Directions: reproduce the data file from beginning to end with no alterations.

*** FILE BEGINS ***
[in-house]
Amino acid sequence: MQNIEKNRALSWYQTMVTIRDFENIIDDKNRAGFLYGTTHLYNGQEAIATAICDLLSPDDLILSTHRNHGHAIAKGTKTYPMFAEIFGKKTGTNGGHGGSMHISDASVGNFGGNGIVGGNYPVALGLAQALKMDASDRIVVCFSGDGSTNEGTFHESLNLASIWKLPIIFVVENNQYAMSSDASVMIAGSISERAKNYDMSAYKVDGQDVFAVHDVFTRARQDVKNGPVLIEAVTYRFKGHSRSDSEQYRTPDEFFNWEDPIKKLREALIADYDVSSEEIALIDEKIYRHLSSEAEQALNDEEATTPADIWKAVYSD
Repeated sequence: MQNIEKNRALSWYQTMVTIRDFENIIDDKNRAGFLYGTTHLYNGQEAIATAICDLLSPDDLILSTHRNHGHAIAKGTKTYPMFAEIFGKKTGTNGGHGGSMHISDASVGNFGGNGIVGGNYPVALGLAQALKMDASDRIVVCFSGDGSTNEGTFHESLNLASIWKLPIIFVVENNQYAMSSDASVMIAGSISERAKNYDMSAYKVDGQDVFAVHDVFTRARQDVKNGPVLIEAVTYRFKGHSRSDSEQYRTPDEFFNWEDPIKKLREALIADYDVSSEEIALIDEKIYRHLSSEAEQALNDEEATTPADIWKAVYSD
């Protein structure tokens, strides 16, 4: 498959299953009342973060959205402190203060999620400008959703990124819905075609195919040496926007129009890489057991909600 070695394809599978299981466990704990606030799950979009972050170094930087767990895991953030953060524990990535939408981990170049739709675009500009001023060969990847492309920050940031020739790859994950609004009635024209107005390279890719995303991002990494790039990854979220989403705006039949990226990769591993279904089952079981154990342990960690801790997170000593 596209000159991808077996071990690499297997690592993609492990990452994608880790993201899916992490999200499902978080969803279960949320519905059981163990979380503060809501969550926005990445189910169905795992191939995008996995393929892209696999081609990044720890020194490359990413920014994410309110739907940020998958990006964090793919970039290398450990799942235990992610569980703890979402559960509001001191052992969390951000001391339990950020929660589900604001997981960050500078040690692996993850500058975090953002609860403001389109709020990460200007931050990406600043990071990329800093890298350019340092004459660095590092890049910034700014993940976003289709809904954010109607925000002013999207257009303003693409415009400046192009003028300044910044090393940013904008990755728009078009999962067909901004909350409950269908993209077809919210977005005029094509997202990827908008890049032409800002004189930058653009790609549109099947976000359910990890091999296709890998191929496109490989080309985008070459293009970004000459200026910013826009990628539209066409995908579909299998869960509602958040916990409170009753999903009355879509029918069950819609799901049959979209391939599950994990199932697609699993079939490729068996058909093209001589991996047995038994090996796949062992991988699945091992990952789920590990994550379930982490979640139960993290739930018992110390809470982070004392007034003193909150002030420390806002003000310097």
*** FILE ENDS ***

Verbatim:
[in-house]
Amino acid sequence: MQNIEKNRALSWYQTMVTIRDFENIIDDKNRAGFLYGTTHLYNGQEAIATAICDLLSPDDLILSTHRNHGHAIAKGTKTYPMFAEIFGKKTGTNGGHGGSMHISDASVGNFGGNGIVGGNYPVALGLAQALKMDASDRIVVCFSGDGSTNEGTFHESLNLASIWKLPIIFVVENNQYAMSSDASVMIAGSISERAKNYDMSAYKVDGQDVFAVHDVFTRARQDVKNGPVLIEAVTYRFKGHSRSDSEQYRTPDEFFNWEDPIKKLREALIADYDVSSEEIALIDEKIYRHLSSEAEQALNDEEATTPADIWKAVYSD
Repeated sequence: MQNIEKNRALSWYQTMVTIRDFENIIDDKNRAGFLYGTTHLYNGQEAIATAICDLLSPDDLILSTHRNHGHAIAKGTKTYPMFAEIFGKKTGTNGGHGGSMHISDASVGNFGGNGIVGGNYPVALGLAQALKMDASDRIVVCFSGDGSTNEGTFHESLNLASIWKLPIIFVVENNQYAMSSDASVMIAGSISERAKNYDMSAYKVDGQDVFAVHDVFTRARQDVKNGPVLIEAVTYRFKGHSRSDSEQYRTPDEFFNWEDPIKKLREALIADYDVSSEEIALIDEKIYRHLSSEAEQALNDEEATTPADIWKAVYSD
């Protein structure tokens, strides 16, 4: 498959299953009342973060959205402190203060999620400008959703990124819905075609195919040496926007129009890489057991909600 070695394809599978299981466990704990606030799950979009972050170094930087767990895991953030953060524990990535939408981990170049739709675009500009001023060969990847492309920050940031020739790859994950609004009635024209107005390279890719995303991002990494790039990854979220989403705006039949990226990769591993279904089952079981154990342990960690801790997170000593 596209000159991808077996071990690499297997690592993609492990990452994608880790993201899916992490999200499902978080969803279960949320519905059981163990979380503060809501969550926005990445189910169905795992191939995008996995393929892209696999081609990044720890020194490359990413920014994410309110739907940020998958990006964090793919970039290398450990799942235990992610569980703890979402559960509001001191052992969390951000001391339990950020929660589900604001997981960050500078040690692996993850500058975090953002609860403001389109709020990460200007931050990406600043990071990329800093890298350019340092004459660095590092890049910034700014993940976003289709809904954010109607925000002013999207257009303003693409415009400046192009003028300044910044090393940013904008990755728009078009999962067909901004909350409950269908993209077809919210977005005029094509997202990827908008890049032409800002004189930058653009790609549109099947976000359910990890091999296709890998191929496109490989080309985008070459293009970004000459200026910013826009990628539209066409995908579909299998869960509602958040916990409170009753999903009355879509029918069950819609799901049959979209391939599950994990199932697609699993079939490729068996058909093209001589991996047995038994090996796949062992991988699945091992990952789920590990994550379930982490979640139960993290739930018992110390809470982070004392007034003193909150002030420390806002003000310097």